A desperate opposition looks set to fail again in Malaysia’s forthcoming general election, Richard Cockett reports
Malaysia’s prime minister, Najib Razak, has until June 24 to make a decision on when to hold the country’s fourteenth general election. The latest he can go to the polls is August, but he is more likely to choose April or May. Either way, he should be reasonably confident of winning, and he might even improve on his ruling coalition’s underwhelming performance last time around in 2013. If he does, it will be a remarkable political comeback for Najib; only a couple of years ago he was mired in the gigantic 1MDB corruption scandal and his leadership of the United Malays National Organisation (UMNO) was being seriously challenged. But then in Malaysia the odds have always been stacked in the government’s favour.
UMNO, as part of the ruling Barisan Nasional (BN) coalition, has won every election since independence from Britain in 1957, by fair means and foul. UMNO leaders have traditionally tried to maximise the majority ethnic Malay vote, especially in the rural areas, to counter-balance the substantial ethnic-Chinese and Indian demographic, which is more likely to vote for the opposition, and is more predominant in the towns and cities. UNMO has been helped in its endeavours by one of the most gerrymandered electoral systems of any democracy in the world; constituency boundaries are drawn to herd the highest number of opposition voters into the smallest number of seats, while similar number of Malays return a vast swathe of rural UMNO MPs. Helped by large dollops of cash, sometimes in brown envelopes, it has been a recipe for success every time. In one recent academic study, Malaysia was ranked 142 out of 158 countries for ‘electoral integrity’, just one place above Zimbabwe, and four ahead of communist-controlled Vietnam. This same study found Malaysia’s electoral boundaries to be the ‘most biased’ of all the countries assessed.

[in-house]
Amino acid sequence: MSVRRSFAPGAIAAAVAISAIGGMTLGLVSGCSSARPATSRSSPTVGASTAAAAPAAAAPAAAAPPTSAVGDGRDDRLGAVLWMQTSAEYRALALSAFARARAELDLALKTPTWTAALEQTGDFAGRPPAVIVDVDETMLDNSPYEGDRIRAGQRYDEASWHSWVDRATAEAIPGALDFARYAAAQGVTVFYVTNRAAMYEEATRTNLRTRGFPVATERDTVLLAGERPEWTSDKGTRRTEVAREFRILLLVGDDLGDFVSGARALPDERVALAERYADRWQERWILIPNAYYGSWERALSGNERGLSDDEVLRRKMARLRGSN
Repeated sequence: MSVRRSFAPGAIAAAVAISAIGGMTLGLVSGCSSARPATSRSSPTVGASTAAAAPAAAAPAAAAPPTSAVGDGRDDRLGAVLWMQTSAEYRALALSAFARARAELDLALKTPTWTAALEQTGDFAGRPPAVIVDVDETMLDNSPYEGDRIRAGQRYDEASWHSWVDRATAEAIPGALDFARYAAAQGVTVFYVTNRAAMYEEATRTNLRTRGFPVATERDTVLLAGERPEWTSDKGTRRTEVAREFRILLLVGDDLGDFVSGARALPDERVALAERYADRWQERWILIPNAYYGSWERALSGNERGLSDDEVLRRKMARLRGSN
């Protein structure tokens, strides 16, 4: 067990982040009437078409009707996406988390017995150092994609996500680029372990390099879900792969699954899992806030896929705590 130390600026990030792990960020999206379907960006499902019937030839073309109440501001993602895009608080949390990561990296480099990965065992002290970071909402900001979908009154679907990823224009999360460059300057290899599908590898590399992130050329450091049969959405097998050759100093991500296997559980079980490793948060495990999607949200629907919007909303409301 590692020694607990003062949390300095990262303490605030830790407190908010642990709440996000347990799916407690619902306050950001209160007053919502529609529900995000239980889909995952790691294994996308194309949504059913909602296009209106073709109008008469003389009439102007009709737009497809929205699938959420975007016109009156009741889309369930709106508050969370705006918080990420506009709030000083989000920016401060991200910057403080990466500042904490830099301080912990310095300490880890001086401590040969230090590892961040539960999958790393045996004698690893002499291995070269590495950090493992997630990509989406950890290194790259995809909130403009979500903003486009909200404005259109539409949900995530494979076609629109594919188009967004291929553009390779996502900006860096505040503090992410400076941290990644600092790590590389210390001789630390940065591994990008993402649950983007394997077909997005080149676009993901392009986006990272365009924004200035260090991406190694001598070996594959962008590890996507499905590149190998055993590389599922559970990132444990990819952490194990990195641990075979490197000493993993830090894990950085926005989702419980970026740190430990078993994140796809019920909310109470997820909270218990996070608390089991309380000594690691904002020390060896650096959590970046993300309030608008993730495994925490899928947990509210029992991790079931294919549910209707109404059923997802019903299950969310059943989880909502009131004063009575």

In 2013, however, it was still a remarkably close run thing. Najib came closer than any of his predecessors to surrendering UMNO’s grip on power. Indeed, he was saved only by the gerrymandering; the opposition Pakatan Rakyat, led by the veteran politician Anwar Ibrahim, won the popular vote, but took only 40 per cent of the parliamentary seats, while the BN coalition won only 47 per cent of the popular vote, but still won 60 per cent of the 222 seats. It was a deeply frustrating and disappointing result for Anwar and his allies. There was a feeling that their moment had finally come, but the result proved once and for all that the system was comprehensively rigged against them. To compound Anwar’s misery, the following year, in 2014, he was convicted again on charges of sodomy, charges that he maintains were politically motivated, and went to jail after failing to overturn the verdict. He remains behind bars, but is due to be released in early June.
That 2013 result haunts the opposition and has shaped the often bizarre political manoeuvrings of the past few years. Most notably, Anwar has now teamed up with his one-time nemesis and rival, the 92-year-old Dr Mahathir Mohamad, a former leader of UMNO himself, in a new opposition coalition. This has to be one of the most unlikely political partnerships anywhere, let alone in Malaysia. Anwar was a protégé of Mahathir, who served as prime minister for 22 years, back in the 1990s, before Mahathir turned on the younger man. He was largely behind the original charges of sodomy that sent Anwar to prison the first time in 1999. Mahathir might have been an economic moderniser while prime minister from 1981 to 2003, turning Malaysia into one of Asia’s ‘Tiger economies’, but he also has a well-deserved reputation as an intolerant authoritarian, dedicated to preserving the privileged position of Malays in the country’s multi-ethnic society. By contrast Anwar has been leading the reformasi movement for the past two decades, supposedly dedicated to the exact opposite – creating a new Malaysia based on equal rights and opportunities for all. Now, however, the electorate is being asked to believe that they have buried the hatchet and will work together for the same ends.